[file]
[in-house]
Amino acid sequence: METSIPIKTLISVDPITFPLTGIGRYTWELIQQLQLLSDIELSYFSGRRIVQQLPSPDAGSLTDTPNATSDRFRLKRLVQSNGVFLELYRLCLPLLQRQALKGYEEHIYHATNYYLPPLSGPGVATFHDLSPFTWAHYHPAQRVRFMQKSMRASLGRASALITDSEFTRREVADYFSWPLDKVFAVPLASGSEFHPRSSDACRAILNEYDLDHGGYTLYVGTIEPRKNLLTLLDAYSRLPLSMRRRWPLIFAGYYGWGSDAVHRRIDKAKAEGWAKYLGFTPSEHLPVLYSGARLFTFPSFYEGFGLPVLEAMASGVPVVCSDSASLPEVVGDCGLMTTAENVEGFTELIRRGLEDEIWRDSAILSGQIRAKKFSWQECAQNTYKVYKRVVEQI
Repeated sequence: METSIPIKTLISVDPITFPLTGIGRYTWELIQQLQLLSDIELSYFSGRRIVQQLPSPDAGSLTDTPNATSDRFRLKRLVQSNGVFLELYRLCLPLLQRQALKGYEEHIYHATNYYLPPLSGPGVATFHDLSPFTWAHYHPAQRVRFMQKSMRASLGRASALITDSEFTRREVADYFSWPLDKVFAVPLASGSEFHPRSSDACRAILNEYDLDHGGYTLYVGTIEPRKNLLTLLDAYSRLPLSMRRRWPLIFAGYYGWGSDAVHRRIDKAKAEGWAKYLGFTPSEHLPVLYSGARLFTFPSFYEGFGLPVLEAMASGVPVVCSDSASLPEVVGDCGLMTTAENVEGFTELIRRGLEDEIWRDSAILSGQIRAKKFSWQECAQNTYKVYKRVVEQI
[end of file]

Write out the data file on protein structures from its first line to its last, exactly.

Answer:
[in-house]
Amino acid sequence: METSIPIKTLISVDPITFPLTGIGRYTWELIQQLQLLSDIELSYFSGRRIVQQLPSPDAGSLTDTPNATSDRFRLKRLVQSNGVFLELYRLCLPLLQRQALKGYEEHIYHATNYYLPPLSGPGVATFHDLSPFTWAHYHPAQRVRFMQKSMRASLGRASALITDSEFTRREVADYFSWPLDKVFAVPLASGSEFHPRSSDACRAILNEYDLDHGGYTLYVGTIEPRKNLLTLLDAYSRLPLSMRRRWPLIFAGYYGWGSDAVHRRIDKAKAEGWAKYLGFTPSEHLPVLYSGARLFTFPSFYEGFGLPVLEAMASGVPVVCSDSASLPEVVGDCGLMTTAENVEGFTELIRRGLEDEIWRDSAILSGQIRAKKFSWQECAQNTYKVYKRVVEQI
Repeated sequence: METSIPIKTLISVDPITFPLTGIGRYTWELIQQLQLLSDIELSYFSGRRIVQQLPSPDAGSLTDTPNATSDRFRLKRLVQSNGVFLELYRLCLPLLQRQALKGYEEHIYHATNYYLPPLSGPGVATFHDLSPFTWAHYHPAQRVRFMQKSMRASLGRASALITDSEFTRREVADYFSWPLDKVFAVPLASGSEFHPRSSDACRAILNEYDLDHGGYTLYVGTIEPRKNLLTLLDAYSRLPLSMRRRWPLIFAGYYGWGSDAVHRRIDKAKAEGWAKYLGFTPSEHLPVLYSGARLFTFPSFYEGFGLPVLEAMASGVPVVCSDSASLPEVVGDCGLMTTAENVEGFTELIRRGLEDEIWRDSAILSGQIRAKKFSWQECAQNTYKVYKRVVEQI